Customer Reviews for

The Paradox of Choice: Why More Is Less

Average Rating 4
( 38 )
Rating Distribution

5 Star

(8)

4 Star

(22)

3 Star

(6)

2 Star

(0)

1 Star

(2)

Your Rating:

Your Name: Create a Pen Name or

Barnes & Noble.com Review Rules

Our reader reviews allow you to share your comments on titles you liked, or didn't, with others. By submitting an online review, you are representing to Barnes & Noble.com that all information contained in your review is original and accurate in all respects, and that the submission of such content by you and the posting of such content by Barnes & Noble.com does not and will not violate the rights of any third party. Please follow the rules below to help ensure that your review can be posted.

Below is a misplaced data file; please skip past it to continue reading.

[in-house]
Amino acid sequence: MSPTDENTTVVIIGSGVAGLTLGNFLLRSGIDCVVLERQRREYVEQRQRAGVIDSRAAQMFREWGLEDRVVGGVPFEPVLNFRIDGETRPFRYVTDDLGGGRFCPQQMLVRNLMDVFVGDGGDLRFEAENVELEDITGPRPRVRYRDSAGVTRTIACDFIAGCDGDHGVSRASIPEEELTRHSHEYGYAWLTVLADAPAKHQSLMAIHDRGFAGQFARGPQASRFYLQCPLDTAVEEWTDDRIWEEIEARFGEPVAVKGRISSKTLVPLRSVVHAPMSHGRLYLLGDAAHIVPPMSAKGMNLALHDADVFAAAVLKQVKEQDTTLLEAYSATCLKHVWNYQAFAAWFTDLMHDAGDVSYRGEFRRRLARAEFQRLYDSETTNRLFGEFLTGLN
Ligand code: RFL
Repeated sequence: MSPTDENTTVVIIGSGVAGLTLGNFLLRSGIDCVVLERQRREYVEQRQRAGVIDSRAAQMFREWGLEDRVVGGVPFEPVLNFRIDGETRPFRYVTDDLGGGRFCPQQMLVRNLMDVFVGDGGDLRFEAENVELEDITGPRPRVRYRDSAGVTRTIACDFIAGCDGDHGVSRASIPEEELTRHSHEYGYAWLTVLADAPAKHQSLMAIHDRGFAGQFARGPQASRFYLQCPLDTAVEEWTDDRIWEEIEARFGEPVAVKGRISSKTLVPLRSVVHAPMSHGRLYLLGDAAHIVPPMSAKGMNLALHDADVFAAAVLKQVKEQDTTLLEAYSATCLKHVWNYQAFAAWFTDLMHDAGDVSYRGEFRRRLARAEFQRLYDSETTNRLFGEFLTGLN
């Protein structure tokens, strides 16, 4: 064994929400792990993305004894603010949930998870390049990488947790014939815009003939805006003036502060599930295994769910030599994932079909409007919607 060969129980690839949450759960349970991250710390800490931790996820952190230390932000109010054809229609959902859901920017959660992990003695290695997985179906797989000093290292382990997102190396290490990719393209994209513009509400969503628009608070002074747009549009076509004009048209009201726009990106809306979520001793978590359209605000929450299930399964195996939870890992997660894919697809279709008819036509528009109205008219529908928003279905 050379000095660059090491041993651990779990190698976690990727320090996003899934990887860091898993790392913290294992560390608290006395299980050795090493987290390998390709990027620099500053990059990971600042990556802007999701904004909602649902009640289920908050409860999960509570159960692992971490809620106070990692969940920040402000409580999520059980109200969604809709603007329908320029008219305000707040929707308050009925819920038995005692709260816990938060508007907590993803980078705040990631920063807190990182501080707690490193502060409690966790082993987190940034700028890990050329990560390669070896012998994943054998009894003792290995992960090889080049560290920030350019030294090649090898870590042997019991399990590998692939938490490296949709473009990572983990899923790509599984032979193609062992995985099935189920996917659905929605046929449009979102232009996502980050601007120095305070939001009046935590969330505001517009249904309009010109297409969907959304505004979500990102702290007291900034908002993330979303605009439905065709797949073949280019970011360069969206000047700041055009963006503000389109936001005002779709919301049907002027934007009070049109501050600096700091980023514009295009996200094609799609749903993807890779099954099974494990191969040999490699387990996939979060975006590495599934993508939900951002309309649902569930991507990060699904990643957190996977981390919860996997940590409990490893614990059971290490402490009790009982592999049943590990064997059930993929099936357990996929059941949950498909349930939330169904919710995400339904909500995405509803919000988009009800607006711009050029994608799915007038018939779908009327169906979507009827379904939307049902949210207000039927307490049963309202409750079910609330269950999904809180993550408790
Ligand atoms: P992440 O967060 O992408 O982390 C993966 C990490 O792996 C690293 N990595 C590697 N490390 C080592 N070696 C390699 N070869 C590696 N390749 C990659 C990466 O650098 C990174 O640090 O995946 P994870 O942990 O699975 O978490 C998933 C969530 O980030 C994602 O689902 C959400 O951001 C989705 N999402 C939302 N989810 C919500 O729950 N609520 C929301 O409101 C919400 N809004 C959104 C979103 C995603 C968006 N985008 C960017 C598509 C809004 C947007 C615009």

Reviews by Our Customers Under the Age of 13

We highly value and respect everyone's opinion concerning the titles we offer. However, we cannot allow persons under the age of 13 to have accounts at BN.com or to post customer reviews. Please see our Terms of Use for more details.

What to exclude from your review:

Please do not write about reviews, commentary, or information posted on the product page. If you see any errors in the information on the product page, please send us an email.

Reviews should not contain any of the following:

  • - HTML tags, profanity, obscenities, vulgarities, or comments that defame anyone
  • - Time-sensitive information such as tour dates, signings, lectures, etc.